• 16 of total employment in the 8 county region
    Technology Cluster

Source 2003 County Business Patterns, U.S.
Census Bureau/Anderson Economic Group, Automation
Alleys First Annual Technology Industry Report,
(No Transcript)
Macomb contribution to the 8 County Region
Technology Cluster 23
  Advanced Manufacturing
3329 Other Fabricated Metal Product Manufacturing
3331 Agriculture, Construction, and Mining Machinery Manufacturing
3332 Industrial Machinery Manufacturing
3333 Commercial and Service Industry Machinery Manufacturing
3336 Engine, Turbine, and Power Transmission Equipment Manufacturing
3339 Other General Purpose Machinery Manufacturing
3345 Navigational, Measuring, Electro-medical, and Control Instruments Manufacturing
3353 Electrical Equipment Manufacturing
3359 Other Electrical Equipment and Component Manufacturing
3364 Aerospace Product and Parts Manufacturing
3369 Other Transportation Equipment Manufacturing
  • 2003 survey of U.S. manufacturing employers found
    that 80 of respondents said that they had a
    serious problem finding qualified candidates for
    the highly technical world of modern
    (National Association
    of Manufacturing)

Advanced manufacturing technologies (AMTs)
involve new manufacturing techniques and machines
combined with the application of information
technology, micro electronics and new
organizational practices within the manufacturing
  • Flexible manufacturing cells or systems
  • Robotics
  • High-speed machining
  • Supervisory control and data acquisition (SCADA)
  • Automated sensor-based inspection/testing systems
  • Automated vision systems
  • Lasers used in material processing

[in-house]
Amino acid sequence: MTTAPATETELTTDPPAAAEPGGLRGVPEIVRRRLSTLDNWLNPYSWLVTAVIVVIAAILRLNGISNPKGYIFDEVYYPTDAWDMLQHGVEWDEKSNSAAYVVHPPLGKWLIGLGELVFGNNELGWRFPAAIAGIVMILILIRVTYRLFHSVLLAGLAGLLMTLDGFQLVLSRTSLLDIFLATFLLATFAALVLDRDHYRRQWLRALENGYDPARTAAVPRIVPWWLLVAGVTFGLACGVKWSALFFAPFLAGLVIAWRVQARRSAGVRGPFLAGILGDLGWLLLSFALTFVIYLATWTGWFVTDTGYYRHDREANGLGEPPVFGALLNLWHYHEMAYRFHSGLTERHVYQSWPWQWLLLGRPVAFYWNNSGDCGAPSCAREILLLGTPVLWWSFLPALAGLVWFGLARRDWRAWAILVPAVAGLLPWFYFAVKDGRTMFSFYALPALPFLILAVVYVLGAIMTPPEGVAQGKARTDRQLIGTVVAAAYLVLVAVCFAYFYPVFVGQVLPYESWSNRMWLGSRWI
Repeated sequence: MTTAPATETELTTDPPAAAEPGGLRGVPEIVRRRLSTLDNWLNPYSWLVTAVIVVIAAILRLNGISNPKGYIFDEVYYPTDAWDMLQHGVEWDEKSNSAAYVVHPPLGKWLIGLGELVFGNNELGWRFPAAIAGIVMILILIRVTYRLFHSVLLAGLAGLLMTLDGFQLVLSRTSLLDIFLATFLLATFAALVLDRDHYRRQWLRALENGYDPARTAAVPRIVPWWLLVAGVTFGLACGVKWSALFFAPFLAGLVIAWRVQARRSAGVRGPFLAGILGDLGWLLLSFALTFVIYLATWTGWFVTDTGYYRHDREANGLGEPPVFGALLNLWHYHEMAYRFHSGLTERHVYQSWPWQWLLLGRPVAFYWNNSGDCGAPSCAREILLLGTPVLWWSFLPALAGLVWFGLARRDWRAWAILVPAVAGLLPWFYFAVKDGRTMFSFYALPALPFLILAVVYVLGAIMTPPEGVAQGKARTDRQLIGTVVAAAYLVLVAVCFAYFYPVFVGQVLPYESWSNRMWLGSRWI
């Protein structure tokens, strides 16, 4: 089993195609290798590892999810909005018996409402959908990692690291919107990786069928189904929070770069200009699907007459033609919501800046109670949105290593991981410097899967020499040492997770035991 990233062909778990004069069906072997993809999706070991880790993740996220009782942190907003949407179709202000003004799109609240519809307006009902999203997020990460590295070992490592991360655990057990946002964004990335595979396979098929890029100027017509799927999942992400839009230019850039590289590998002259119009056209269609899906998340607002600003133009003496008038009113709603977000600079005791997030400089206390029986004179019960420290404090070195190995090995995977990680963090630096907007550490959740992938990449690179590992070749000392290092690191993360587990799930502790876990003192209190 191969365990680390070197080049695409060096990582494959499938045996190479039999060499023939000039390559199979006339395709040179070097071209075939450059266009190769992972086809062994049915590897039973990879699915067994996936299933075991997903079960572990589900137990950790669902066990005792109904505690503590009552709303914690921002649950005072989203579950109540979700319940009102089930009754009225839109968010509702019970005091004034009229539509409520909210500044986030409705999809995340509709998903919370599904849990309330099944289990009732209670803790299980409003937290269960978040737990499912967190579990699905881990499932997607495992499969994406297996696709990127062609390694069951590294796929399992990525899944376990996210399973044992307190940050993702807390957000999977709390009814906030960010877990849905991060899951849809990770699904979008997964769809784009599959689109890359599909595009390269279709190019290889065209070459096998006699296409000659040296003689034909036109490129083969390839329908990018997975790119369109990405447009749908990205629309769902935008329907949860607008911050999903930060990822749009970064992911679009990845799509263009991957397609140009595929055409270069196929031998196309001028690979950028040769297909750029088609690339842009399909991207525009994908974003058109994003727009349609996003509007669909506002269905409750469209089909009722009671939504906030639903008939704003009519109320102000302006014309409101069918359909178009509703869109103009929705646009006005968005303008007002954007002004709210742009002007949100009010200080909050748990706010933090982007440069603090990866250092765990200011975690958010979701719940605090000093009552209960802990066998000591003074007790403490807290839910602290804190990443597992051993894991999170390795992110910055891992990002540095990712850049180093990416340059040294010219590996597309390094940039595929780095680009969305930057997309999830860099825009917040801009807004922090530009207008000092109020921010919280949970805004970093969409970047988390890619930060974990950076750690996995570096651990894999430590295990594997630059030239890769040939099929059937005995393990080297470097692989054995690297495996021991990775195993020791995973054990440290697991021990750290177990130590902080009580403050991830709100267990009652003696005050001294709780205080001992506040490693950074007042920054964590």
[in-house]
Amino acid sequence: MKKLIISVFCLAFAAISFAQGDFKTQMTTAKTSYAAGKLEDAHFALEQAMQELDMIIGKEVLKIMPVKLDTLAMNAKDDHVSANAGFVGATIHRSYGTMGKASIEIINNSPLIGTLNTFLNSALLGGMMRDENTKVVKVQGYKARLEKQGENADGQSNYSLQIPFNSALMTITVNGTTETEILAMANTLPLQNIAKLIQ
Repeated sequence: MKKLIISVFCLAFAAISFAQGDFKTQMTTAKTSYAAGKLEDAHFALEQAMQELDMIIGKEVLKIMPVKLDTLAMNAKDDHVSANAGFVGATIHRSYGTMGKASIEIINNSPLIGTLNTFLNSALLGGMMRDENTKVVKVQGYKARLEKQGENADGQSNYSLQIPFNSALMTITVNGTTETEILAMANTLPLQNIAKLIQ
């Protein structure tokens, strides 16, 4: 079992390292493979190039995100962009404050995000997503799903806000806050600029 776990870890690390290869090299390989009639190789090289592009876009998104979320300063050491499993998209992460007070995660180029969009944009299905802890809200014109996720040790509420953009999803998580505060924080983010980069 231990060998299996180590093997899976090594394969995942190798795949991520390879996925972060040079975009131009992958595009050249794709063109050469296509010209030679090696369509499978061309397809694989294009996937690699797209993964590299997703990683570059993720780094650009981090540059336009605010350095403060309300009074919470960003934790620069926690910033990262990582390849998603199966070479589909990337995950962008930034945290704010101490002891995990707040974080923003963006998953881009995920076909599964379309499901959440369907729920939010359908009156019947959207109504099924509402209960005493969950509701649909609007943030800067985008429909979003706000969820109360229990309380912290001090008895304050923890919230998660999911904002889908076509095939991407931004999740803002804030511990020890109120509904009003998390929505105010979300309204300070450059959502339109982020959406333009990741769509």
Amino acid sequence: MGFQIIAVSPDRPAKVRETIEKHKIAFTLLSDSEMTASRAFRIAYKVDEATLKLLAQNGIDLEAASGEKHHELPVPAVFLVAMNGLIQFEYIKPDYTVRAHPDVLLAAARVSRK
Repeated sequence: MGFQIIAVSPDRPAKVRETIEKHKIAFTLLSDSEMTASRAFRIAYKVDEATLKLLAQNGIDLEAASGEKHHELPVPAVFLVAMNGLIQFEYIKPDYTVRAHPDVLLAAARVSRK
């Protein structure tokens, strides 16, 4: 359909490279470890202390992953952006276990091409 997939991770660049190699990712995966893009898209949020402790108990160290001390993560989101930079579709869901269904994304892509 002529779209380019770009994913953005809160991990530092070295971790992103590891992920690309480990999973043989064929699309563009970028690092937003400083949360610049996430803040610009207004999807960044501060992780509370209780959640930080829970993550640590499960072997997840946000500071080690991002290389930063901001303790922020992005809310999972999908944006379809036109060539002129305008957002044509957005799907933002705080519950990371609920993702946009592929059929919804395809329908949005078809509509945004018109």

• Distributed control systems
  • Rapid prototyping systems
  • Computer-aided design/engineering software
  • Programmable logic controllers (PLCs)
  • Use of inspection data in manufacturing control
  • MRP or Enterprise Resource Planning (ERP)
  • Automated parts identification (i.e. bar coding)
  • Modeling or simulation techniques

Advanced Manufacturing Employment 2003
Advanced Manufacturing employment in Macomb -
distribution within sector (compared to Michigan)
40 of employment in this cluster is machinery
Source 2003 County Business Patterns, U.S.
Census Bureau/Anderson Economic Group, Automation
Alleys First Annual Technology Industry Report,
Machinery Equipment Industry
Business Location Drivers
  • Rising shipping costs, particularly for sectors
    that must transport massive machines, will see
    many firms investing in plants closer to the
  • Finding the right work force will play an equally
    important role
  • Factories now need highly trained workers
    decisions could hinge on a state of localitys
    commitment to work force training
  • New York State and St. Louis region are two areas
    that have made a significant commitment to the
    type of technical workforce training initiatives
    that machining and equipment manufacturing firms
    will need n the 21st center

Sources, On the Rebound,
March 2005
Advanced Automotive has been identified as the
new sector, defining an industry not by what is
made but how it is made. This new advanced
automotive sector is defined by hundreds of
advanced technology initiatives in energy, safety
and materials that improve vehicle quality,
safety and extend longevity.
  • Pinpointed as one of the Presidents High Growth
    Employment Industries
  • Employment is expected to grow more rapidly in
    firms that manufacture motor vehicle parts,
    bodies and trailers than in firms that make
    complete vehicles
  • Creates 6.6 million direct and spin-off jobs.
    For every worker directly employed by an
    automaker, nearly 7 spin-off jobs are created

  Advanced Automotive
3361 Motor Vehicle Manufacturing
3362 Motor Vehicle Body and Trailer Manufacturing
3363 Motor Vehicle Parts Manufacturing